- The Children and Families Act 2014 introduced new ways to meet the special educational needs, health and care needs of pupils aged 0-25. Councils and its partner agencies will issue an EHC Plan with different sections setting out a child’s special educational needs (section F), their health needs (section G) and social care needs (section H), and how to meet these.
- The EHC process requires a council to assess the social care needs in conjunction with carrying out an EHC needs assessment to identify any social care provision which should be treated as special educational needs provision.
- A council should implement a Tribunal Order and amend the final EHC Plan within 5 weeks of the hearing.
- Councils oversee delivery of EHC Plans through annual reviews, whether by attending meetings themselves, or by reviewing the school’s records of meetings. The Code says reviews must be undertaken in partnership with the child and their parents.
- The Code says councils should send a list of children and young people, who will require a review of their EHC Plan, to the health service and to council officers responsible for social care for children and young people with SEN or disabilities. This is to enable professionals to plan attendance at review meetings or provide information and advice.
Children with EHC Plans during the COVID19 lockdown period
- When England entered a national lockdown on 23 March 2020 schools were closed to the vast majority of children. They remained open only to vulnerable children, and children of specified key workers.
- Children with EHC Plans were included in the Government’s definition of potentially vulnerable children. Councils were advised to carry out risk assessments, to decide whether a child with an EHC Plan would be safer in a school setting. The aim of the measure was to ensure the child’s safety, rather than to ensure they received their normal educational entitlements.
- In respect of the EHC planning process, timescales were relaxed from 1 May 2020 and councils required to use reasonable endeavours to complete assessments and EHC Plans. This ended in September 2020.
The Council’s procedures for disabled children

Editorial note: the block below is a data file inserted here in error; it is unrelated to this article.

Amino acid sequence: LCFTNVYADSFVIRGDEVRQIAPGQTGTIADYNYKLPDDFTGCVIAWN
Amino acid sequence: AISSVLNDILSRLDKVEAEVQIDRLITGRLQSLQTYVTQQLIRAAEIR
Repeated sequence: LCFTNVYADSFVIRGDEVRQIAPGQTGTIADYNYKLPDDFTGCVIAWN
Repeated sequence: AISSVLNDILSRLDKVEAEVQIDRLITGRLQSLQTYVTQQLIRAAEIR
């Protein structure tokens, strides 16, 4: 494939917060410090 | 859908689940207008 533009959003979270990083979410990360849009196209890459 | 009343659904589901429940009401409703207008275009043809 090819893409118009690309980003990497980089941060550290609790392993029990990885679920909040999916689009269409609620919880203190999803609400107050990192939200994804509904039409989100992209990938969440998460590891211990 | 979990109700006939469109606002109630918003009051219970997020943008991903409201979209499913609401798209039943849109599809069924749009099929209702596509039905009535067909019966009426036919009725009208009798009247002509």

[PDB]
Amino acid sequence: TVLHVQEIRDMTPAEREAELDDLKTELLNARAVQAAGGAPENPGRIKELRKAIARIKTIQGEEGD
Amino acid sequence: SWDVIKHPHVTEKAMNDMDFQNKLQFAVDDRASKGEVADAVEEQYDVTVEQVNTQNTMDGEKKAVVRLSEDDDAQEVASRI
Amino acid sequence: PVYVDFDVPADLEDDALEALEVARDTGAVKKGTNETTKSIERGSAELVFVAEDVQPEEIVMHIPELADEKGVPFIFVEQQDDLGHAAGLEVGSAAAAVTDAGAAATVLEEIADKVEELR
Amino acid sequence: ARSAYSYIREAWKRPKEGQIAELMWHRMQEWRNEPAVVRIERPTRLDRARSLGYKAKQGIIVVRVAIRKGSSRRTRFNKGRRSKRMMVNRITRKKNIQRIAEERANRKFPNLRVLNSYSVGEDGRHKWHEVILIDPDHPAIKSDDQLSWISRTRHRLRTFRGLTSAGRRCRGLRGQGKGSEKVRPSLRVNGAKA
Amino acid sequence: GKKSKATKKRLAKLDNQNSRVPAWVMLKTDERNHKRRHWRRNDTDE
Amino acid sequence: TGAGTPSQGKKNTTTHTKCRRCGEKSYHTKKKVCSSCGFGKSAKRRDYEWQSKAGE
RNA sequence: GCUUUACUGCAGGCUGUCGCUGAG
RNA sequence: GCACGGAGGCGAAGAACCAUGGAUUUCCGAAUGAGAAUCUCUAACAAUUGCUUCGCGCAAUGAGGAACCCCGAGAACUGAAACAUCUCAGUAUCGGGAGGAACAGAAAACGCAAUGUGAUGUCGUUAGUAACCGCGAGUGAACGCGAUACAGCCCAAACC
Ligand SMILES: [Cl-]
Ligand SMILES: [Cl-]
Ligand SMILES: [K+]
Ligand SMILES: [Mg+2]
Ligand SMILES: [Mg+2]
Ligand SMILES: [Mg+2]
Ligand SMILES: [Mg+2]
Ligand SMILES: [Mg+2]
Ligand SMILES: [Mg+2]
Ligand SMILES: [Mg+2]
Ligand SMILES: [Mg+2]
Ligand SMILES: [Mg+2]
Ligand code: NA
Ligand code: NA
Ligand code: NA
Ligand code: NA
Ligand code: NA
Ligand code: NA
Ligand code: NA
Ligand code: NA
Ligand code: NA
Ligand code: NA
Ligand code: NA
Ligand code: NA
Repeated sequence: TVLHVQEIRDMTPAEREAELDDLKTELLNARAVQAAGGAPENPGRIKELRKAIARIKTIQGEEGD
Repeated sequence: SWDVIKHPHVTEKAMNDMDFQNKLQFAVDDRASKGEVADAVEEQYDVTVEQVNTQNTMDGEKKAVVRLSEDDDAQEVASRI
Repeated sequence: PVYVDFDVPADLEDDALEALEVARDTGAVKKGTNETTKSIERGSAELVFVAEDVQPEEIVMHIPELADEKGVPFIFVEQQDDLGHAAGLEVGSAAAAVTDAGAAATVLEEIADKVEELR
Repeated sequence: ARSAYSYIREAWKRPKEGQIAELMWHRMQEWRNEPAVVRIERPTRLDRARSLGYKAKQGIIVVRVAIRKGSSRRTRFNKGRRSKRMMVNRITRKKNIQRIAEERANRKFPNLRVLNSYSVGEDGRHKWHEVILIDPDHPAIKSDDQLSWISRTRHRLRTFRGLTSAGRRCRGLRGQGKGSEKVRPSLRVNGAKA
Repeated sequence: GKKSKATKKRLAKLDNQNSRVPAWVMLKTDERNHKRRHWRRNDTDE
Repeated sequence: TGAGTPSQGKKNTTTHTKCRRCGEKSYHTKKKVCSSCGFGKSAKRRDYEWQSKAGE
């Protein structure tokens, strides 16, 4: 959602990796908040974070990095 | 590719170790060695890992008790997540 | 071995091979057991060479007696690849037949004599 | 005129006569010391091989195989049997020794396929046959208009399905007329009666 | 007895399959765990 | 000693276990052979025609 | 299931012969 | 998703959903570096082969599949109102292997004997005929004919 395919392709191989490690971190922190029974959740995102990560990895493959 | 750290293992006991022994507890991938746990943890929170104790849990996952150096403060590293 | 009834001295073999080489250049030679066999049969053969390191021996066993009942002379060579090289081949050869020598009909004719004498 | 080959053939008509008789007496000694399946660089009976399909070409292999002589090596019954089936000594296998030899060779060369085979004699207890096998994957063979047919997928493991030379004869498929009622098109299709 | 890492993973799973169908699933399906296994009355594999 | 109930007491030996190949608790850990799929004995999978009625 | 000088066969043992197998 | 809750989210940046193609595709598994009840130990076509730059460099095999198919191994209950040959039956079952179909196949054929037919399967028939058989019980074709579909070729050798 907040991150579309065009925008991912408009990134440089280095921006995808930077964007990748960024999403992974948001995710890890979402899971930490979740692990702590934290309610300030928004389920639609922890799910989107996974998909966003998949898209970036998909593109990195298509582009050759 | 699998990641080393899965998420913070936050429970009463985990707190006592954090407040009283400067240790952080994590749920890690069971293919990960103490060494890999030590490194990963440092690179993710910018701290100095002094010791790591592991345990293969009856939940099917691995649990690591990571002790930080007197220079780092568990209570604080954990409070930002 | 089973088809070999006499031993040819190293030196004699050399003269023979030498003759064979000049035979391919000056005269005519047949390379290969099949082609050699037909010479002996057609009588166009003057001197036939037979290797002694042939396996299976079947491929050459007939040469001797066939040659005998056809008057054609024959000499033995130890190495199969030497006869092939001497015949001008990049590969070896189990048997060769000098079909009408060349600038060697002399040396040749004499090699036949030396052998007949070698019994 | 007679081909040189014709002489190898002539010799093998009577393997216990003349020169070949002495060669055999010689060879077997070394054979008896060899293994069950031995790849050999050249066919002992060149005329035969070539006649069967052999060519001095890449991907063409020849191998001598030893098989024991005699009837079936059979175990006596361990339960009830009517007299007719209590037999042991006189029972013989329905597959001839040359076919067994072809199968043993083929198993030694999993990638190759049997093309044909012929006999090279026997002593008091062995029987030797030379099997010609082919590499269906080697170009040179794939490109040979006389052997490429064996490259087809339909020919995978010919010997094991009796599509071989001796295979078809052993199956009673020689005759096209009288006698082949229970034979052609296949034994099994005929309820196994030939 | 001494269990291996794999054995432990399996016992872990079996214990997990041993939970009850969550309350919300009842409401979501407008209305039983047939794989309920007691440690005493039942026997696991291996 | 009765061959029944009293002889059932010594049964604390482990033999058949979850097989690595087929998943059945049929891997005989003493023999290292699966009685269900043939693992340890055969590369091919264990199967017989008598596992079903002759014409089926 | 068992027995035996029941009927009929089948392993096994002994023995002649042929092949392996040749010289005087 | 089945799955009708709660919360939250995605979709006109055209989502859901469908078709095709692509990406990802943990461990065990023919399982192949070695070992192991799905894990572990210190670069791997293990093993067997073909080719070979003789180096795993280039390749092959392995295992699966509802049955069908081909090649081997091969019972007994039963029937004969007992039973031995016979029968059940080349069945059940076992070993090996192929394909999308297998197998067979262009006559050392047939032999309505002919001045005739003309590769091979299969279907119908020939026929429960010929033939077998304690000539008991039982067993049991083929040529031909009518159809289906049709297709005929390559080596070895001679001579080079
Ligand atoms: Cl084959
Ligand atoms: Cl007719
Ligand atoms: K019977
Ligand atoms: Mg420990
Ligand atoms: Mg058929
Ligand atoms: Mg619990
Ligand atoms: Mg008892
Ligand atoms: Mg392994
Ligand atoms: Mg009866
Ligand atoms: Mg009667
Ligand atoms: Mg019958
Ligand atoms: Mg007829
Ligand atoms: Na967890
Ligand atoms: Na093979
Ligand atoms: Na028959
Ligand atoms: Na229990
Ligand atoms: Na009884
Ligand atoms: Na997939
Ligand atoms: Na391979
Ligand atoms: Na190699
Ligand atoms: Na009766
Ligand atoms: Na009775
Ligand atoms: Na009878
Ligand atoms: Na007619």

- The Council has a Disabled Children’s Team. There are eligibility criteria to receive a service from this Team. There has been no dispute that Child B is eligible for such a service.
- There is a Young People’s Service Decision Making Panel (the Panel) which meets weekly to decide on care packages. The main attendees are the assistant director, area managers, team managers on a rota, family support worker and an OT as required.
- The social worker holding the case must submit relevant paperwork, signed off by their manager and will present the case to the Panel. The Panel should keep a record of its decision and the reasons for it. There is no appeal against a Panel decision. The only way to challenge a decision is to make a complaint or seek a reassessment.
- The Council has two service provisions for OT: one from social care and one from the National Health Service (NHS). Social care OT is to provide equipment, adaptations and to carry out risk assessments and ‘Moving and Handling’ plans for any equipment provided by the Council. NHS OTs work for the local health service and are not employed by the Council.
- The Council says that social workers and OTs use the same case file to record their involvement. So, when carrying out their respective assessments, they have access to both.
- The OT department do not ‘hold’ open cases once it has completed an assessment of need because there are too many cases. But a case will be reopened when required. However, where a family is known, the information can be obtained from the Council’s files which enables a new referral to be dealt with promptly.
- The Council has a contract with a provider who is responsible for monitoring and checking the safety of equipment provided at home.
- The Council’s Disabled Children’s Team says that, where two adults are required for lifting and handling, it would normally expect the parent/carer to be one of those adults. With young children, the starting assumption is that most of their needs will be met by their parents/carers. Therefore, support packages are generally provided in order to support parents to continue to provide good care, either by giving them a complete break or providing someone to support them, for example when moving a physically disabled child.